Tag Archives: Latino Culture

Calladita Luzes Mas Bonita

Main Piece: 

“Calladita luzes mas bonita.”

Transliteration:

“Quieter you shine much prettier.”

Translation: 

“You shine brighter when you’re quiet.”

Background: 

My informant is one of my friends who lives in Miami, Florida, and is of Cuban and Iranian heritage. Her grandmother would often take care of her and her cousins when they were little, and the above piece is a phrase she would say to them when they were behaving poorly or talking back to her. This is also a phrase that’s recognized across Latinx cultures as a form of expressing disapproval, and criticizing one for talking too much. My informant also noted that it was usually the girls who would be on the receiving end of this expression, and not her boy cousins. 

Context: 

This piece came up when my friend and I were talking about the various ways that we would be disciplined and criticized by our grandmothers and elders in the Latinx community. My friend brought this phrase to attention as one of her memories, and I immediately recognized it because I’d heard a similar version of it when I was younger.  

Thoughts: 

This phrase seems to have been a staple of my childhood, part of which was spent in Mexico when I was young. My teacher in fourth grade would tell us the variation phrase, “calladitos se ven mas bonitos,” which translates to: “you [all] look prettier when you’re quiet.” Like my informant said, this phrase was used to criticize kids who were being rude or talking too much, but in my experience, it could also be applied to older people as well. The general message also serves as a warning to remind people to think about how their public image may be affected by their constant chatter. Like many proverbs, this tended to come from the mouths of our elders or anyone who seemed to carry a wave of authority, but that perception could have come as a result of them delivering the proverb. Additionally, it’s important to examine them because they can be representative of what kinds of behavior are accepted and valued in a culture— in this case, learning to hold your tongue. 

Regardless, I do agree with my informant’s observation that girls were more likely to be chastised for speaking too much rather than boys, and as she later added, it “Speaks to, for better or worse, the culture around propriety— not only in Cuban culture, but like Hispanic cultures.” From a young age, girls are conditioned from a young age to speak quietly and not to express more than their share of words. Introverted qualities are praised, whereas boys are given the liberty to talk as much as they want— maybe not constantly, as my fourth grade teacher scolded us, but extroverted behavior was encouraged, even expected for them.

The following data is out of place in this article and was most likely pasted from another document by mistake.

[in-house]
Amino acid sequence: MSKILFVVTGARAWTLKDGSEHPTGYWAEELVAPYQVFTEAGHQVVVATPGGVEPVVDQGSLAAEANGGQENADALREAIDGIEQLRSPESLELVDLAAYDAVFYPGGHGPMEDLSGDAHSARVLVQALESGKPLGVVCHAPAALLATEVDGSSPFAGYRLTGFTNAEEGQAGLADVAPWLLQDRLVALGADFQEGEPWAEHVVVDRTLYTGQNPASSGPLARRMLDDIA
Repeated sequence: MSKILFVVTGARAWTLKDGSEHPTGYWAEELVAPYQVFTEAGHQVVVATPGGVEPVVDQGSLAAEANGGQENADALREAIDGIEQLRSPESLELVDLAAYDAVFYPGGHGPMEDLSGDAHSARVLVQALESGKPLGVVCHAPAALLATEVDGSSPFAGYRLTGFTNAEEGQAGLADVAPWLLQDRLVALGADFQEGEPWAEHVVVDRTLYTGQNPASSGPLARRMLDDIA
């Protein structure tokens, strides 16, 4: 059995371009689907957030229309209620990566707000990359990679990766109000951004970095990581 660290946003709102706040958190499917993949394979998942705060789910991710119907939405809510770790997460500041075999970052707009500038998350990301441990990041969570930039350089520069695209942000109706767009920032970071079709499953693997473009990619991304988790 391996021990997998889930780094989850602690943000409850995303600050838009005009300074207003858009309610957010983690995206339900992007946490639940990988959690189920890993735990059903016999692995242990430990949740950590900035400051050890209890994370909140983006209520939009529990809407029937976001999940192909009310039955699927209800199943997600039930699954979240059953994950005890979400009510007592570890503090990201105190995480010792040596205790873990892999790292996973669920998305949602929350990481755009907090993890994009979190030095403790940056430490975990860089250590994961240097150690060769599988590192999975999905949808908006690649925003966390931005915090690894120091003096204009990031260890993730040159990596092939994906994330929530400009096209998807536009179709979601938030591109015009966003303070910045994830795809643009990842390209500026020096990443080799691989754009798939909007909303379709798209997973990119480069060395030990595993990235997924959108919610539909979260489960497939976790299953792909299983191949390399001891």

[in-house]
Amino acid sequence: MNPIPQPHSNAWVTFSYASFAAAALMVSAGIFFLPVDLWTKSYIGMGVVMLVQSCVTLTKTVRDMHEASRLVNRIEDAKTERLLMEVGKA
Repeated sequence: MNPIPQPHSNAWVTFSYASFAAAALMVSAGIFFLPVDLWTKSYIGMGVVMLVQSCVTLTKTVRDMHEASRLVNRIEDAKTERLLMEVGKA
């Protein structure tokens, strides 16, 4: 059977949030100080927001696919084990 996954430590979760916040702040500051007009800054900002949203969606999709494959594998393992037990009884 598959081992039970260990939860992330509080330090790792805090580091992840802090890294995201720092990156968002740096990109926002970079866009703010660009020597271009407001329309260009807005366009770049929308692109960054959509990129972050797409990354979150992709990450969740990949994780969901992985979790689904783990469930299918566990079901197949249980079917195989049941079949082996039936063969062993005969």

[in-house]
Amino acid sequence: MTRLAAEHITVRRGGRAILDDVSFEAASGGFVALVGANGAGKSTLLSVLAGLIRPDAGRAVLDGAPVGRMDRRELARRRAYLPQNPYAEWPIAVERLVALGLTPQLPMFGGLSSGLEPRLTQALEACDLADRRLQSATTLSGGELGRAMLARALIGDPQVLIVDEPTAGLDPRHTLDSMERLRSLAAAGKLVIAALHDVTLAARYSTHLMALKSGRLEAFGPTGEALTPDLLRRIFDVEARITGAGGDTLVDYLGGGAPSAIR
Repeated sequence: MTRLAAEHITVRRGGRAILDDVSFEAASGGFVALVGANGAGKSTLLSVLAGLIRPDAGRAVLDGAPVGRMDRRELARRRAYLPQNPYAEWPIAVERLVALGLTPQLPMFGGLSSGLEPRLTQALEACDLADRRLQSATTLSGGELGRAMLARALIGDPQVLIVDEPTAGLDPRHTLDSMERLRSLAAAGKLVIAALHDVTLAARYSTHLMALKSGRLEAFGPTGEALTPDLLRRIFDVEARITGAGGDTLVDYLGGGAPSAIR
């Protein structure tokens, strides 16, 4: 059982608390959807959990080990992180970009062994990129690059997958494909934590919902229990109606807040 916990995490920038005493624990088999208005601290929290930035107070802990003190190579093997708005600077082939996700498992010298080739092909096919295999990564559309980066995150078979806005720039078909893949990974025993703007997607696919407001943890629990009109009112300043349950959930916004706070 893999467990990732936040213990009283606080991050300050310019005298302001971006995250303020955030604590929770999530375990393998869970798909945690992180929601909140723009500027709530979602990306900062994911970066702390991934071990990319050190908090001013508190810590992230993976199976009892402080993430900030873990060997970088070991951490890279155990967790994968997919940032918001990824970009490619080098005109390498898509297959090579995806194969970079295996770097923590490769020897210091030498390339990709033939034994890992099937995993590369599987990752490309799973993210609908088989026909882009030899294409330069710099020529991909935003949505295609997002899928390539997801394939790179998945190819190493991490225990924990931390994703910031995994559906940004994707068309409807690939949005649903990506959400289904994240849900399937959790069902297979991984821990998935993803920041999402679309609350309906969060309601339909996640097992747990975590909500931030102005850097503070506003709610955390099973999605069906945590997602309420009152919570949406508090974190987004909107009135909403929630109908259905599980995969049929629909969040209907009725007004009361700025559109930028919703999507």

La Vicks / Vaporu

Background: Informant, B.B. is a Mexican American mother of 3, who turns to home remedies before going out to buy medicine.

Main piece:

Interviewer: Is there any alternative to medicine that you’ve used?

Informant, B.B: Yes, my mom always claimed vicks vapor rub was the answer for any sickness. So when I had kids I began to use it too

Interviewer: What kind of sickness is it for? How does it help?

Informant, B.B: Usually for a cold, or congestion is when we would use it. When we noticed our kids had a runny nose, we would get the vapor rub and put a dot of it under each nostril. If we noticed they had a cold and a cough, we would rub it on their chest. My mom always told me that it helps by opening up the lungs allowing them to breathe.

Context: A interview between me and my family member. I asked her about any folk medicine or folk remedies she knows of or any she has personally used.

Thoughts: Vicks vapor rub has become a meme in the latino community because latina mothers first recommendation when their kids get sick is usually vicks.

Heal, Heal, Butt of a Frog

“Sana Sana Culo de rana. Si no sana hoy sanara manana.”

(Heal, heal, butt of a frog, if it doesn’t heal today, it’ll heal tomorrow.)

 

Interviewer: What is being performed?

 

Informant: Ritual Song by Steph Elmir (Genre: Childhood)

 

Interviewer: What is the background information about the performance? Why do you know or like this piece? Where or who did you learn it from?

 

Informant: It’s a nursery rhyme in Spanish, I love it because it is used after someone is hurt. My mom taught me this in Miami. It’s silly and makes children laugh.

 

Interviewer: What country and what region of that country are you from?

 

Informant: USA- Miami

 

Interviewer: Do you belong to a specific religious or social sub group that tells this story?

 

Informant: Catholic/ Hinduran/Lebanese Descent

 

Interviewer: Where did you first hear the story?

 

Informant: My mom. My home.

 

Interviewer: What do you think the origins of this story might be?

 

Informant: Frogs have magical qualities in Latino Culture and are considered good luck.

 

Interviewer: What does it mean to you?

 

Informant: It makes me feel safe. It reminds me of home and a good relationship with my mom.

 

Context of the performance– Conversation with classmate before class

 

Thoughts about the piece–  Relating childhood folkways is an emotional experience for most students living far from home. Mothers in many cultures use song to comfort their children. Here is a video of the song in Spanish, featuring Kermit the frog. https://www.youtube.com/watch?v=kw14B0sclFw

Is it culito (ass) or colita (butt)? That seems to depend on which country you are from: http://remezcla.com/lists/culture/colita-vs-culito/